Pope's army and such of the troops of the Army of the Potomac as had been involved in the catastrophe were driven, tired and disheartened, into the Washington lines.
When that state was reduced to order, the Potomac became the front, and, later, the base, of the Northern armies.
On the Potomac the Unionist generals McDowell and Patterson commanded respectively the forces at Washington and Harper's Ferry, opposed by the Confederates under Generals J.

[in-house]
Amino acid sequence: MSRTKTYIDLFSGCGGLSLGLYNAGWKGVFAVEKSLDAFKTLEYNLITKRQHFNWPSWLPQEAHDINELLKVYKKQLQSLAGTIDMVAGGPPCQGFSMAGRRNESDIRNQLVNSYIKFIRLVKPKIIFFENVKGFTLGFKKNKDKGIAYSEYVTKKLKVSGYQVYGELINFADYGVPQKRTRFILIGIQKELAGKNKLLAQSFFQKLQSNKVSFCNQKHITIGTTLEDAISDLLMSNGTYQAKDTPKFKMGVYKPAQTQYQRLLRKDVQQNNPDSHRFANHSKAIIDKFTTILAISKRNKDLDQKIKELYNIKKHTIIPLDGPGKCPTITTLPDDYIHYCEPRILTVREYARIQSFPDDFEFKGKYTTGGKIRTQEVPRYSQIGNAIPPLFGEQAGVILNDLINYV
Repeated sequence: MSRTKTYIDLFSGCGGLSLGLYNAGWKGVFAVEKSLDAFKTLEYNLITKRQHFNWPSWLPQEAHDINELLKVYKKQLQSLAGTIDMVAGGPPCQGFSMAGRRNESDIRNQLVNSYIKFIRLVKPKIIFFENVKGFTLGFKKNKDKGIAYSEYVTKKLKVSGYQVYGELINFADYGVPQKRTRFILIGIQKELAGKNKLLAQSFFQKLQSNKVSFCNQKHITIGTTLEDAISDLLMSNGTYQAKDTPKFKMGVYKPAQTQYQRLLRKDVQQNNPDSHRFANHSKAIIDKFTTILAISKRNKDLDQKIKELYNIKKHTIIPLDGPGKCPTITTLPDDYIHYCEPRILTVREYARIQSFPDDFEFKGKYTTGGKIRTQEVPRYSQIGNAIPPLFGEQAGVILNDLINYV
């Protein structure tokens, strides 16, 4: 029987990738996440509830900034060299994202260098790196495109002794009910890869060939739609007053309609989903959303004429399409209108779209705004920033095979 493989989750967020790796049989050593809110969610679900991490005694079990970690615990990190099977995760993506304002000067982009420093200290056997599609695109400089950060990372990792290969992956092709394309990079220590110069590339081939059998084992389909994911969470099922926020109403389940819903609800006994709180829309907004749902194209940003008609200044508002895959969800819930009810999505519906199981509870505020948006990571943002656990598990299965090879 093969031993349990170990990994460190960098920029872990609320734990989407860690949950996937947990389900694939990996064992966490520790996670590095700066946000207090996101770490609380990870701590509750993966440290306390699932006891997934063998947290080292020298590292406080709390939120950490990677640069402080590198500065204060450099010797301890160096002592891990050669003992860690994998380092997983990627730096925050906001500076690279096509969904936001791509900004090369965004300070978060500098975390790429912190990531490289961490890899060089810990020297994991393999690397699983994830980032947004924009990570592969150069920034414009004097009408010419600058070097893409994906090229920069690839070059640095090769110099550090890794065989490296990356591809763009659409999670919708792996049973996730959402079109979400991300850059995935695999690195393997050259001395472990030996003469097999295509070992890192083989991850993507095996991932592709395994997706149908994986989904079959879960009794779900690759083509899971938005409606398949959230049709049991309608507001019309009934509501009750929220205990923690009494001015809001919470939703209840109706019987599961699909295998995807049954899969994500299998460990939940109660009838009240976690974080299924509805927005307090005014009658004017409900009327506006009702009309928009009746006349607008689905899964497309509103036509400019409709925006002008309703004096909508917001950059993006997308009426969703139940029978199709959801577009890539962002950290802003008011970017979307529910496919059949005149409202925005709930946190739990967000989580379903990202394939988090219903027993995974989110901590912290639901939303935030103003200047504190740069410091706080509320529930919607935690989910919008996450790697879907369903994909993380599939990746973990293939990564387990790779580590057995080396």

The Southerners undeniably rested on their laurels, and enabled McClellan, who was now called to the chief military command at Washington, to raise, organize and train the famous Army of the Potomac, which, in defeat and victory, won its reputation as one of the finest armies of modern history.
McClellan and the Army of the Potomac faced Johnston, who with the Army of northern Virginia lay at Manassas, exercising and training his men with no less care than his opponent.